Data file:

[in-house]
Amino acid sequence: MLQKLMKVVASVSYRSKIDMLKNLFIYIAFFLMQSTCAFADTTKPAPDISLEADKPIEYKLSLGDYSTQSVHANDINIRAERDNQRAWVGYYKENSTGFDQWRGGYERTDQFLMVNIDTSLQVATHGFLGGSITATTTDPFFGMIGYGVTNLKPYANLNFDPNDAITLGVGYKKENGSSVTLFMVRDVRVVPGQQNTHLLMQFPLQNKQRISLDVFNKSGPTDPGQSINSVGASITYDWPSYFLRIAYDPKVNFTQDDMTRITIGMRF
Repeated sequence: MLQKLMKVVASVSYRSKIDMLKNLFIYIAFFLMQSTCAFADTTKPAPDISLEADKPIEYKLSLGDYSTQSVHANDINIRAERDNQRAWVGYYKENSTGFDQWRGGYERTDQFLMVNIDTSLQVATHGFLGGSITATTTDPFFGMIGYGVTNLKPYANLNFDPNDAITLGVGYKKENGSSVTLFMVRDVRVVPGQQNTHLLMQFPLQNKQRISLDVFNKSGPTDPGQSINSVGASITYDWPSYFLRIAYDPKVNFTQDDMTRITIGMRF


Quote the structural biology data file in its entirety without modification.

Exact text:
[in-house]
Amino acid sequence: MLQKLMKVVASVSYRSKIDMLKNLFIYIAFFLMQSTCAFADTTKPAPDISLEADKPIEYKLSLGDYSTQSVHANDINIRAERDNQRAWVGYYKENSTGFDQWRGGYERTDQFLMVNIDTSLQVATHGFLGGSITATTTDPFFGMIGYGVTNLKPYANLNFDPNDAITLGVGYKKENGSSVTLFMVRDVRVVPGQQNTHLLMQFPLQNKQRISLDVFNKSGPTDPGQSINSVGASITYDWPSYFLRIAYDPKVNFTQDDMTRITIGMRF
Repeated sequence: MLQKLMKVVASVSYRSKIDMLKNLFIYIAFFLMQSTCAFADTTKPAPDISLEADKPIEYKLSLGDYSTQSVHANDINIRAERDNQRAWVGYYKENSTGFDQWRGGYERTDQFLMVNIDTSLQVATHGFLGGSITATTTDPFFGMIGYGVTNLKPYANLNFDPNDAITLGVGYKKENGSSVTLFMVRDVRVVPGQQNTHLLMQFPLQNKQRISLDVFNKSGPTDPGQSINSVGASITYDWPSYFLRIAYDPKVNFTQDDMTRITIGMRF